Pearls of wisdom contained in proverbs - whakatauki - have been gifted from generation to generation as an intrinsic part of the Maori world. As powerful metaphors, they combine analogy and cultural history in the most economical of words. Short and insightful, they surprise, engendering reflection, learning and personal growth. Mauri Ora links whakatauki to key personal virtues idealised across cultures and generations. Illustrated throughout with wonderful photographs from an old world, this book draws on traditional wisdom to provide a recipe for personal effectiveness and leadership and a rewarding connection of Maori knowledge to contemporary thinking about personal happiness and fulfilment.

The Cure for Catastrophe: How We Can Stop Manufacturing Natural Disasters by Robert Muir-Wood

Despite a revolution in our understanding of these catastrophes, they are now killing more people than ever before. Why did not the operators of the nuclear power plant in Fukushima plan for a tsunami? Why did so many die when Katrina flooded New Orleans? Combining a fascinating journey through the history of catastrophe science with forensic examinations of the most devastating cataclysms in living memory. Intense, gripping and urgent, The Cure for Catastrophe warns that now is the time we must make the decisions that could save millions of lives.

Never Put all your Eggs in one Bastard by Peta Mathias

Funny, passionate, outrageous and honest, this is a memoir about travel, house renovations, food, music, men and change. Never ready to settle down, she decided it was time to sell up her beloved cottage in Auckland and head back to France to buy and renovate a new home in Uzes. This is her vivacious account of that move and of the many earlier changes in her life. The book explores what she has been running away from or to, the thrills and tribulations of reinventing yourself, as well as her loves for food, music, men and many more besides.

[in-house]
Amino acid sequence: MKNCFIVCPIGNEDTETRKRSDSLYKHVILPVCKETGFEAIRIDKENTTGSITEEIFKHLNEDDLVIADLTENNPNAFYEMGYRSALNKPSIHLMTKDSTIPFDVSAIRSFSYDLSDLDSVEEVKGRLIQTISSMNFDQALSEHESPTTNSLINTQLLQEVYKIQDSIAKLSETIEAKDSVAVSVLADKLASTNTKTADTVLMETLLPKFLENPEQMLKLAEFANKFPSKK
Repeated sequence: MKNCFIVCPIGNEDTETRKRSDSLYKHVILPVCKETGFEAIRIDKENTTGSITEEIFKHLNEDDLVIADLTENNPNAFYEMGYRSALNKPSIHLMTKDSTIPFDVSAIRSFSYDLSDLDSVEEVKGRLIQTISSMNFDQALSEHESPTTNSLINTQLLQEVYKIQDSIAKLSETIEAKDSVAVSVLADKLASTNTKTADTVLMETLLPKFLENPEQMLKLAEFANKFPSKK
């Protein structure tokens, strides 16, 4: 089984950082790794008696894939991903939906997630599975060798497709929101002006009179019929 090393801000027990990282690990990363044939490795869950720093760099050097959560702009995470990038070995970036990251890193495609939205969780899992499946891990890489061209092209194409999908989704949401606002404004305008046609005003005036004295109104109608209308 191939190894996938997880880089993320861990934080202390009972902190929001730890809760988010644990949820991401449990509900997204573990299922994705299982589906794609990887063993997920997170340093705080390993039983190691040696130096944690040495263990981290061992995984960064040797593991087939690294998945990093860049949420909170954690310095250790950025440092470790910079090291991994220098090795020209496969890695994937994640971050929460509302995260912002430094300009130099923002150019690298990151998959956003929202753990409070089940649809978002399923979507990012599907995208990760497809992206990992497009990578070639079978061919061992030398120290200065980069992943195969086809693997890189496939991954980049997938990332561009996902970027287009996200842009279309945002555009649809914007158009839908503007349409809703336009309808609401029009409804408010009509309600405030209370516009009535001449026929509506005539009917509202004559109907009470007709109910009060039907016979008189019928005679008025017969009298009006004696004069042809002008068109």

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Runaway Girl by Casey Watson

Brought to Casey as a short term foster emergency placement, 14 year old Adrianna arrives with nothing but her gratitude. Having 'turned herself in' to a social services office some hundred miles away, she has no possessions, no English and no history. She is a beautiful young Polish girl, with the bearing of a ballerina but is terrified and malnourished. Having slept rough for some time, she spends much of her first days sleeping. Growing concerned about Adrianna's wellbeing and her persistent high temperature, Casey decides to call in the GP. But, to her surprise, Adrianna becomes almost hysterical about being examined. Casey's fostering antennae begin twitching. What has happened to make her so ill and scared? It will be a few weeks before Casey starts getting answers to these questions. Shocking answers that begin a journey to find justice for Adrianna and, more importantly, a future and a home...

Darling Days by iO Tillett Wright

Born in 1985, in the vortex of the Lower East Side of New York, there were few rules of life and zero constraints on behaviour. iO - lower case I, upper case O - is now a photographer, writer, film maker, activist and actor. She is famous for the TED talk: 50 Shades of Gay which has been watched by 1.7 million people. But before that, she was a child in a teeming tenement building at the centre of the drugaddled, punk-edged, permanent riot that was her corner of the Lower East Side of New York City in the 80s and 90s. There she grew up - or rather scrabbled up - under the broken wing of a fiercely protective, yet wildly negligent mother. Her mother was a showgirl, actress, dancer, poet.

A Small Blue Thing by Julie Hanify